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Multiple Sclerosis Society of Canada

Takeaways from the Canadian MS Working Group 2020 Treatment Optimization Recommendations

This document provides an in-depth review and interpretation of the 16 treatment recommendations. This information may be useful for healthcare practitioners or community neurologists with special interest in the management of MS. To view the published article, please visit the following link.

Recommendation 1: Use of the 2017 McDonald criteria is recommended for the diagnosis of relapsing MS (RMS) and primary progressive MS (PPMS). McDonald criteria should only be applied to patients presenting clinically with events that are considered highly suspicious for central nervous system demyelination, after exclusion of reasonable alternative diagnoses.

Takeaway for people with MS:

  • Canadian neurologists follow the 2017 international criteria for diagnosing MS.
  • People with MS can now be diagnosed earlier and more accurately in the course of their disease (i.e. during or shortly after their first clinical attack).
  • Neurologists may wish to do a lumbar puncture to exclude other diseases and to look for changes in spinal fluid consistent with MS.

Recommendation 2: All RMS patients should be encouraged to start treatment with a disease-modifying therapy (DMT) soon after diagnosis to reduce their risk of disability worsening and to improve long-term outcomes.

Takeaway for people with MS:

  • People with RMS should consider starting treatment with a DMT soon after their diagnosis is confirmed.
  • DMTs have been shown to reduce risk of worsening disability over time.
  • People with MS are encouraged to talk to their neurologist about DMT and which option might be right for them.

Recommendation 3: Risk stratification, based on demographic and clinical factors known to be associated with early disease worsening, should be performed for individual patients at first presentation and on an ongoing basis. This will assist clinicians in developing an appropriate treatment plan in consultation with patients and enable prompt optimization of the regimen as required.

Takeaway for people with MS:

  • The goal of a DMT is to have a person with MS experience ‘minimal’ disease activity over time.
  • MS affects each person differently, so neurologists consider various factors when deciding on a DMT (i.e. frequency of attacks, MRI changes).
  • Neurologists monitor people with MS at regular intervals to see if the DMT is working or if stronger DMTs need to be considered.

Recommendation 4: The treatment plan should consider the patient’s general health status including co-morbidities. Wellness efforts, such as smoking cessation, weight reduction and regular physical activity should be encouraged. Vitamin D supplementation (600-4000 IU/day) may provide some added clinical benefit.

Takeaway for people with MS:

  • There are many strategies that people with MS and their healthcare providers (i.e. family doctors) can and should do to help their MS, including blood pressure control, control of diabetes, stopping smoking, maintaining a balanced diet, losing weight, exercising, and treatment of mood changes.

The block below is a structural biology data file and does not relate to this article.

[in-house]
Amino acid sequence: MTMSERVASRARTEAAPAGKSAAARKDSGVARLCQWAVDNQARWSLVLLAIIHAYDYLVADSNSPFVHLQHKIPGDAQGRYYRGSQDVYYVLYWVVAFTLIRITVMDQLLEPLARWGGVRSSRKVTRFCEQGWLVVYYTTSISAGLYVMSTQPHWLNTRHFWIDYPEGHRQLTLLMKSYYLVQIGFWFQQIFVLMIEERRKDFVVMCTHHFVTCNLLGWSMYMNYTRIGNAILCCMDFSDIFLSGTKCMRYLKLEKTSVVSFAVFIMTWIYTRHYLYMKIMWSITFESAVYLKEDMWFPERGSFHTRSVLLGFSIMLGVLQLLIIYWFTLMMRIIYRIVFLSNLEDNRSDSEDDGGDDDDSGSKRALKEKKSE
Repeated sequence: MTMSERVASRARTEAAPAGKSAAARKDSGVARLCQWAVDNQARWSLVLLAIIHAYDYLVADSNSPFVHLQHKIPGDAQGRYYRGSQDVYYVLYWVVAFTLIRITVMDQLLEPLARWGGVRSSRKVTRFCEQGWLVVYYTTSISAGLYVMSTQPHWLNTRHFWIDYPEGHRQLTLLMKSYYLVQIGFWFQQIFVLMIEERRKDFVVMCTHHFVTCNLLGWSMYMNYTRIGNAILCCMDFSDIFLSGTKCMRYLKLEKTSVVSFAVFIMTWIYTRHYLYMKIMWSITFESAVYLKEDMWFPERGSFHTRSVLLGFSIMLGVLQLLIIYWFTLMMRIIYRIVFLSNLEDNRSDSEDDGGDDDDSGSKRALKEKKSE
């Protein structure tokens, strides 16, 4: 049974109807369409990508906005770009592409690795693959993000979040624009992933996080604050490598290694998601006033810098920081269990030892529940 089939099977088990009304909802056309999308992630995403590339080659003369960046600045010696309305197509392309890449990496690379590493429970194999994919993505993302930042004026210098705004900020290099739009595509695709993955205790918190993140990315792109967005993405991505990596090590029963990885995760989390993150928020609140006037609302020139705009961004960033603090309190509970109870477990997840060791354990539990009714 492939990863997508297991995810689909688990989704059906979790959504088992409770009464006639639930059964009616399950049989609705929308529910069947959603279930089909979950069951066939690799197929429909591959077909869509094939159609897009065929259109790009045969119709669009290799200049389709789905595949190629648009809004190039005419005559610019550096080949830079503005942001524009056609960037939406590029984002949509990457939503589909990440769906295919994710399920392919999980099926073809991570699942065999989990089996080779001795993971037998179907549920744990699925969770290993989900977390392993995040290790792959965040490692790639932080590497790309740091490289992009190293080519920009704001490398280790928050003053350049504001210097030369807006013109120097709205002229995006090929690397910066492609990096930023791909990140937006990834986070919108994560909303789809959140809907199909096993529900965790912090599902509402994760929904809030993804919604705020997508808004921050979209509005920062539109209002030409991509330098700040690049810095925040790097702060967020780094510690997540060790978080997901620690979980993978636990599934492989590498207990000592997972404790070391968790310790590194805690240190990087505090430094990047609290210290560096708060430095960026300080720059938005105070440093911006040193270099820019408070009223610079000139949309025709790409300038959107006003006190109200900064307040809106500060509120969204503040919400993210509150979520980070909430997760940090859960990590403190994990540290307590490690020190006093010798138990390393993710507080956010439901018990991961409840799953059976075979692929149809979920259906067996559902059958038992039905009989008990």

• These lifestyle and overall health strategies can help to influence a person’s MS, but should be done in addition to MS-targeted treatment options (i.e. as an add-on to a DMT).
  • Taking vitamin D supplements (600 to 4000 IU/day) may also be helpful for people with MS.

Recommendation 5: Clinicians with experience in treating patients with progressive MS (PMS) should offer ocrelizumab to primary progressive MS (PPMS) patients with active disease (relapses and/or MRI activity) provided the benefits outweigh the risks.

Takeaway for people with MS:

  • People with PPMS may qualify for treatment with a DMT.
  • Ocrelizumab is currently approved in Canada for people with PPMS who are having clinical relapses or MRI activity.
  • Younger patients (under the age of 55), or more recently diagnosed patients with active disease, are more likely to have a better response.

Recommendation 6: The therapeutic response should be evaluated early in RMS patients to determine the benefit of therapy within the first two years after DMT initiation. Treatment response should also be continuously evaluated at regular intervals thereafter. Efficacy assessments should be based on at least two timepoints using clinical and radiological outcomes. It is recommended that treatment be switched in the first two years when there is clear evidence of a suboptimal response.

Takeaway for people with MS:

  • “Breakthrough” relapses on a DMT may prompt your neurologist to talk about other therapy options.
  • Usually, neurologists consider clinical relapses and/or new MRI lesions when evaluating DMT treatment response in people with MS.
  • Currently, there is no agreed-upon standards amongst neurologists on what is an adequate treatment response to a DMT.
  • If people with MS have ongoing relapses and MRI lesions over time, their neurologist might consider a change in therapy.

Recommendation 7: The patient’s level of physical disability should be evaluated at least once a year. Some of the most useful measures in practice are the Expanded Disability Status Scale (EDSS), the Timed 25-foot Walk (T25FW), the 9-Hole Peg Test (9HPT), and the Patient-Determined Disease Steps (PDDS). Changes in disability should be confirmed at six months.

Takeaway for people with MS:

  • There are standard clinical measurements that neurologists use in Canada to help monitor a person’s MS over time, including EDSS, Timed 25-foot walk, and Symbol Digit Modalities Test (SDMT).

Recommendation 8: A re-baseline MRI should be obtained after initiating or changing treatment once the DMT is deemed to be fully effective (Table 3 of published article). Follow-up MRIs should be obtained annually for the first few years of treatment.

Takeaway for people with MS:

  • Neurologists may repeat a person’s MRI after starting a therapy as a new “baseline” to help monitor effectiveness of the DMT over time and use annual MRI to monitor response to a DMT.
  • Talk to your neurologist about the role of follow-up MRIs in monitoring your MS.
  • Most follow-up MRIs are done of the brain, not as much of the spinal cord.